Appeal Board is not amenable to Judicial Review
Mr Justice Stanley Burnton today handed down an important decision on an issue well-ventilated in writings on Sports Law and Judicial Review: the validity of the Court of Appeal’s 1993 decision that decisions of disciplinary bodies of the Jockey Club are not amenable to judicial review.
The trainer Willie Mullins has challenged a 2004 decision by the Appeal Board of the Jockey Club, which upheld a decision of the Disciplinary Committee to disqualify BE MY ROYAL from the 2002 Hennessy Gold Cup due to the presence in its urine of a prohibited substance (morphine). It is Mr Mullins’ case that the Appeal Board’s conclusions were wrong in law.
Mr Mullins sought judicial review in the Administrative Court, arguing that the Court of Appeal’s landmark decision in R v Disciplinary Committee of the Jockey Club ex parte Aga Khan  1 WLR 909 was (1) wrong, or (2) distinguishable in fact and/or in law. The judge held the first argument was not open to Mr Mullins before him or the Court of Appeal. He rejected the suggested factual distinctions. He held that procedural law had changed in October 2000 when the Human Rights Act came into force and the wording of Part 54 was amended, but that the test thus introduced was substantially the same as that applied by the Court of Appeal in 1993. The judge concluded he was bound by Aga Khan. He went on to say that he would have reached the same conclusion, were he free to consider the matter afresh; such decisions are subject to private law.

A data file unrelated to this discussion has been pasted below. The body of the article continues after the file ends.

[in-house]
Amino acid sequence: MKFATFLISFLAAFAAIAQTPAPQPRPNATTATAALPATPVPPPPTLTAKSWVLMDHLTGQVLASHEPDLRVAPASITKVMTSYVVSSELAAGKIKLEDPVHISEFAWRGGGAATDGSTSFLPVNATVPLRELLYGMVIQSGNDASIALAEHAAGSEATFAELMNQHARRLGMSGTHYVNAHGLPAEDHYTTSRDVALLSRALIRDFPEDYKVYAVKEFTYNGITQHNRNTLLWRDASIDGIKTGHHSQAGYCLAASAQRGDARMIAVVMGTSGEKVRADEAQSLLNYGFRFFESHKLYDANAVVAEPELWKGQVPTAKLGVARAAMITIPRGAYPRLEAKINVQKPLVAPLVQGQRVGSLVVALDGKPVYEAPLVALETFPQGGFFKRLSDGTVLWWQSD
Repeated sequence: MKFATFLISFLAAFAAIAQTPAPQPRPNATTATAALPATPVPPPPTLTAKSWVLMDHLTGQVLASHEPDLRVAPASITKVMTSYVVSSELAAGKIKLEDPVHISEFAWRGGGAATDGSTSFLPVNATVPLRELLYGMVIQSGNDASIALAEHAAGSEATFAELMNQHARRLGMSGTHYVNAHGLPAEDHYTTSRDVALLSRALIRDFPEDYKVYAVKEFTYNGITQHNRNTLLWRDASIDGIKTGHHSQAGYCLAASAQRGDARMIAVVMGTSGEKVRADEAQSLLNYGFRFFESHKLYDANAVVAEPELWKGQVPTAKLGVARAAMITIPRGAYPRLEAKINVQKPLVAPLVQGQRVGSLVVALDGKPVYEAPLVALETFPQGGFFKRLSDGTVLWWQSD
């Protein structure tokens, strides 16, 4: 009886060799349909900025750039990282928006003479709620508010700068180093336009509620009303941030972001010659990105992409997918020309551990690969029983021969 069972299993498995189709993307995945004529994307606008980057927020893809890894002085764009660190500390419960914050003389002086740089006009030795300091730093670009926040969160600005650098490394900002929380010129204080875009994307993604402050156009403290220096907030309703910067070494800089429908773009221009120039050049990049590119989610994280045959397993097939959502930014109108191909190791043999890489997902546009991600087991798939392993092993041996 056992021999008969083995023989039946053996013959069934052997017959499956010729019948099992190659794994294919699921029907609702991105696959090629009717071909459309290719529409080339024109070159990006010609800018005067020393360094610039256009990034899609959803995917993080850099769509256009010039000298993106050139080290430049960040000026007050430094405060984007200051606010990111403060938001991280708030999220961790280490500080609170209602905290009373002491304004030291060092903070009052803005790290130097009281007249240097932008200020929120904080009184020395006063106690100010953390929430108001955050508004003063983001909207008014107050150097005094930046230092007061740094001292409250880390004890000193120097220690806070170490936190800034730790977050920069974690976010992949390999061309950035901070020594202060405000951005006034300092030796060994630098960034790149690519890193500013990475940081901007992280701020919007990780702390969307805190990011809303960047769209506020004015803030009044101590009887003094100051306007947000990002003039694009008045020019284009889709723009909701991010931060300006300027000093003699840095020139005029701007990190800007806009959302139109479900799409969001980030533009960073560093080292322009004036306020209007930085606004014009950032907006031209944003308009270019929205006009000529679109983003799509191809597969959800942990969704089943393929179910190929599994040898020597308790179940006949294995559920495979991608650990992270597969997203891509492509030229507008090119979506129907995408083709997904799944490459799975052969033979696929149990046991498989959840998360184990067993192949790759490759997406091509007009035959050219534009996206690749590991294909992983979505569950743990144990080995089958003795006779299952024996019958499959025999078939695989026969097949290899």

Click here for the 5RB case report and judgment.